There is more and more scientific evidence that suggests a connection between gut health and the risk of developing Parkinson's disease.
New research shows that some protein key in the development of the disease can spread to the gastrointestinal tract all the way up to the brain, according to The Guardian. Our bodies naturally form this protein that can be found in the nerve endings in the brain. But there are versions of this protein that are misfolded and can clump together, hurting nerve cells in the process. Also, they can lead to deteriorating of the dopamine system and developing speech and moving problems. All of these are hallmarks of Parkinson's.
How does gut health affect Parkinson's?
Lately, everything is about the healthy gut. There are many studies in that direction that point to plenty of health issues. To all of that research, we add these recent studies that look at the connection between gut health and brain health. Some studies done on lab mice confirm an older theory about this protein, which says that the misfolding occurs for the first time in the gut. Then they spread to the brain through the vagus nerve. This nerve is a cluster of fibers that begins in the brainstem and which transport signals to and from many of our organs, including the gut and the stomach.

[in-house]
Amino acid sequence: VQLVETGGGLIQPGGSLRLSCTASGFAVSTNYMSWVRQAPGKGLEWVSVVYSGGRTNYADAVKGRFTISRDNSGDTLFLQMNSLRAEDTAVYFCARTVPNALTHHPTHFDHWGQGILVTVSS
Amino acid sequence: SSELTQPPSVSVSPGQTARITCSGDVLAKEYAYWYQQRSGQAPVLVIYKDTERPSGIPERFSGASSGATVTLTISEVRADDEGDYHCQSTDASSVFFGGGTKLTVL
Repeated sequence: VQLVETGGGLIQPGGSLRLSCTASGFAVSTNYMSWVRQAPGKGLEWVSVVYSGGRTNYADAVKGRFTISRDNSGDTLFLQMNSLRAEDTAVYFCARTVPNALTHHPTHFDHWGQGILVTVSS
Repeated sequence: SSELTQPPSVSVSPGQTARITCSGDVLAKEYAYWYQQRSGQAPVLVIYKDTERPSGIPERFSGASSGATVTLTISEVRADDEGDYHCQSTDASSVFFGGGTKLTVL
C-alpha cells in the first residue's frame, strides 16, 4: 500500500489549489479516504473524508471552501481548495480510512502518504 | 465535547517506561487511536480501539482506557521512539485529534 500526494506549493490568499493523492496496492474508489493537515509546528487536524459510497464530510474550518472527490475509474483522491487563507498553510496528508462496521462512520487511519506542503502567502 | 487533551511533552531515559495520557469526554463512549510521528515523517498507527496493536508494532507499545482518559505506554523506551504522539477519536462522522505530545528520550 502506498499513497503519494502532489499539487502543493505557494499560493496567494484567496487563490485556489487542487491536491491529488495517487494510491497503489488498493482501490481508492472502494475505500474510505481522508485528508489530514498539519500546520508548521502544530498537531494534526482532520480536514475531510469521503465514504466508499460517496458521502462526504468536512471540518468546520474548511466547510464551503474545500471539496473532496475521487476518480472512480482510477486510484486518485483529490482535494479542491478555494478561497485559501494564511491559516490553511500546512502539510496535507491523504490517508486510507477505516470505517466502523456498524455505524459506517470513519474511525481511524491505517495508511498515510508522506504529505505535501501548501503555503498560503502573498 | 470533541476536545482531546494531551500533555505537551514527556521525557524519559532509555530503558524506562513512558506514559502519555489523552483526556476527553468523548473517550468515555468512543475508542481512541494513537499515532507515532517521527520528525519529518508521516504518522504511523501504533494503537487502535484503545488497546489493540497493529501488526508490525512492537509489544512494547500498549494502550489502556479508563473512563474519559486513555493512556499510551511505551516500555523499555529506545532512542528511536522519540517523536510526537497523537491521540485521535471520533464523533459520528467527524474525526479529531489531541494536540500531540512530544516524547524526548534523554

“It supports and really provides the first experimental evidence that Parkinson’s disease can start in the gut and go up the vagus nerve,” said Ted Dawson, professor of neurology at the Johns Hopkins University school of medicine. He is a co-author of the research.
“We have what we think is a really accurate [animal] model that can be used to work out mechanisms – but also to test therapies,” said Dawson. He believes that scientists can interfere with the misfolding of the protein and effectively stop Parkinson's from developing.